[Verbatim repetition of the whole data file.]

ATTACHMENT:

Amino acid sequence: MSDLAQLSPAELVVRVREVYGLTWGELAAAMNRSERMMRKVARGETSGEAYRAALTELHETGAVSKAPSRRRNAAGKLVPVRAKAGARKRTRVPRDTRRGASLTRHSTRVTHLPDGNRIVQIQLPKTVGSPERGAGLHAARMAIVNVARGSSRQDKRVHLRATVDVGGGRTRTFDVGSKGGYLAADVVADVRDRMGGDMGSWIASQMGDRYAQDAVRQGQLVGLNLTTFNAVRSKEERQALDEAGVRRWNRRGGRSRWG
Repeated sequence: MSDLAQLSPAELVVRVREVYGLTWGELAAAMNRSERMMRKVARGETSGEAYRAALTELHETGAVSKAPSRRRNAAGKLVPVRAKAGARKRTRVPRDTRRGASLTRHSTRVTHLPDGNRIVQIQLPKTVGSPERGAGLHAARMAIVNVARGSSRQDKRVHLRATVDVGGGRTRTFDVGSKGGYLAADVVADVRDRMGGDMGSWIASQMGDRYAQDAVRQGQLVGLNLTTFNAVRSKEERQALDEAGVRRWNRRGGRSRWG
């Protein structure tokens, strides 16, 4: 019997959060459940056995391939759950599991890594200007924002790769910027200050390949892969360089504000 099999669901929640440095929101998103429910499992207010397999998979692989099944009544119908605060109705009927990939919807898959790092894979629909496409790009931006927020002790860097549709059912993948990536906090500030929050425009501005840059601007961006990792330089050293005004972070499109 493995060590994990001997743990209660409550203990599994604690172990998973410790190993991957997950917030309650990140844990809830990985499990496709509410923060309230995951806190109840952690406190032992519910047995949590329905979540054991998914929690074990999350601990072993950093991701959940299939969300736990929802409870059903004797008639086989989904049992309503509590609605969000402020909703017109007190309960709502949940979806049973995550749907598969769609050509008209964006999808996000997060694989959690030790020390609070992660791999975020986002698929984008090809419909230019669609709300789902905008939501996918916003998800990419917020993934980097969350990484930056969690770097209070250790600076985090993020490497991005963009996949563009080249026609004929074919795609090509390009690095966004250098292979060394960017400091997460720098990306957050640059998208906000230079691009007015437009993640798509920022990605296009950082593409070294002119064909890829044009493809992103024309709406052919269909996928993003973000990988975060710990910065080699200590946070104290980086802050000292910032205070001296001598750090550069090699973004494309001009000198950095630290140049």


Amino acid sequence: MSDLAQLSPAELVVRVREVYGLTWGELAAAMNRSERMMRKVARGETSGEAYRAALTELHETGAVSKAPSRRRNAAGKLVPVRAKAGARKRTRVPRDTRRGASLTRHSTRVTHLPDGNRIVQIQLPKTVGSPERGAGLHAARMAIVNVARGSSRQDKRVHLRATVDVGGGRTRTFDVGSKGGYLAADVVADVRDRMGGDMGSWIASQMGDRYAQDAVRQGQLVGLNLTTFNAVRSKEERQALDEAGVRRWNRRGGRSRWG
Repeated sequence: MSDLAQLSPAELVVRVREVYGLTWGELAAAMNRSERMMRKVARGETSGEAYRAALTELHETGAVSKAPSRRRNAAGKLVPVRAKAGARKRTRVPRDTRRGASLTRHSTRVTHLPDGNRIVQIQLPKTVGSPERGAGLHAARMAIVNVARGSSRQDKRVHLRATVDVGGGRTRTFDVGSKGGYLAADVVADVRDRMGGDMGSWIASQMGDRYAQDAVRQGQLVGLNLTTFNAVRSKEERQALDEAGVRRWNRRGGRSRWG
């Protein structure tokens, strides 16, 4: 019997959060459940056995391939759950599991890594200007924002790769910027200050390949892969360089504000 099999669901929640440095929101998103429910499992207010397999998979692989099944009544119908605060109705009927990939919807898959790092894979629909496409790009931006927020002790860097549709059912993948990536906090500030929050425009501005840059601007961006990792330089050293005004972070499109 493995060590994990001997743990209660409550203990599994604690172990998973410790190993991957997950917030309650990140844990809830990985499990496709509410923060309230995951806190109840952690406190032992519910047995949590329905979540054991998914929690074990999350601990072993950093991701959940299939969300736990929802409870059903004797008639086989989904049992309503509590609605969000402020909703017109007190309960709502949940979806049973995550749907598969769609050509008209964006999808996000997060694989959690030790020390609070992660791999975020986002698929984008090809419909230019669609709300789902905008939501996918916003998800990419917020993934980097969350990484930056969690770097209070250790600076985090993020490497991005963009996949563009080249026609004929074919795609090509390009690095966004250098292979060394960017400091997460720098990306957050640059998208906000230079691009007015437009993640798509920022990605296009950082593409070294002119064909890829044009493809992103024309709406052919269909996928993003973000990988975060710990910065080699200590946070104290980086802050000292910032205070001296001598750090550069090699973004494309001009000198950095630290140049």